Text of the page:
Obesity rates are higher among African Americans than whites. Among adults ≥20 years of age, African American women had the highest rates of obesity at 58%, followed by African American men (38%), white men (34%), and white women (33%) (28).

Although reduced obesity, healthy diet, increased physical activity, and use of health care services can improve population health and health equity, such factors are influenced by social determinants such as income, employment, and education (19,20). Neighborhood socioeconomic status (SES) is inversely related to diabetes and hypertension. African Americans are four times more likely than whites to live in lowest SES neighborhoods (20). Poverty rates are two times higher among African Americans (25.4%) compared to non-Hispanic whites (10.4%) (19). Unemployment rates are more than two times higher among African Americans compared to non-Hispanic whites (19). There are also substantial disparities in educational attainment. Fewer African Americans graduate from high school (72.5%) than non-Hispanic whites (87.2%) (20).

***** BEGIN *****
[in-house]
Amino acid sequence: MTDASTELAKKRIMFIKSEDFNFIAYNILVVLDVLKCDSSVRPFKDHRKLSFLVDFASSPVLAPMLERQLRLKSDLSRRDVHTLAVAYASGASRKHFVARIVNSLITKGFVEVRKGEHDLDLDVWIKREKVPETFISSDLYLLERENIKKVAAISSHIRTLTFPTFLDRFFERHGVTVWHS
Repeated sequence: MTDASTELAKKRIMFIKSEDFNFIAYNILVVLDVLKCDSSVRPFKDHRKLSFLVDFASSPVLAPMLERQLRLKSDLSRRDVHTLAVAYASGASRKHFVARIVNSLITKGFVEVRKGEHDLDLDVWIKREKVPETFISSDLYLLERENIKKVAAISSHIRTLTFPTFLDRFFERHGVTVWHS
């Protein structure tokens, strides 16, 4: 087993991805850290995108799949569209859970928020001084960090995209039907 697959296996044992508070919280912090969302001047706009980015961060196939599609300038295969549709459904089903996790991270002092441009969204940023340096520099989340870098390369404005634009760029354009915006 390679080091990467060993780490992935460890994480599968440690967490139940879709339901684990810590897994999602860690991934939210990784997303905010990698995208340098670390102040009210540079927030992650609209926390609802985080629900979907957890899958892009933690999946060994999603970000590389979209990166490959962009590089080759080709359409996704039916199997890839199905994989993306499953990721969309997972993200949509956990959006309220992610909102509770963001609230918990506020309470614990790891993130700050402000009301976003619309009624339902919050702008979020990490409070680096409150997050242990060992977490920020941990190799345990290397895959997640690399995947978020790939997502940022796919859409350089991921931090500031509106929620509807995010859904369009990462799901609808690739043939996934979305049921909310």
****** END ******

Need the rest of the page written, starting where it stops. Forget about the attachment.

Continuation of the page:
Description of the logic framework

In developing the logic framework for evaluating the effectiveness of the social determinants of health intervention, we began by enumerating key elements of the intervention (Table 1). These include screening and referral for food insecurity, unemployment, lack of education, inadequate housing, social support and social network.

Table 1
Table 1 Logic framework for social determinants of health intervention
Full table


Food insecurity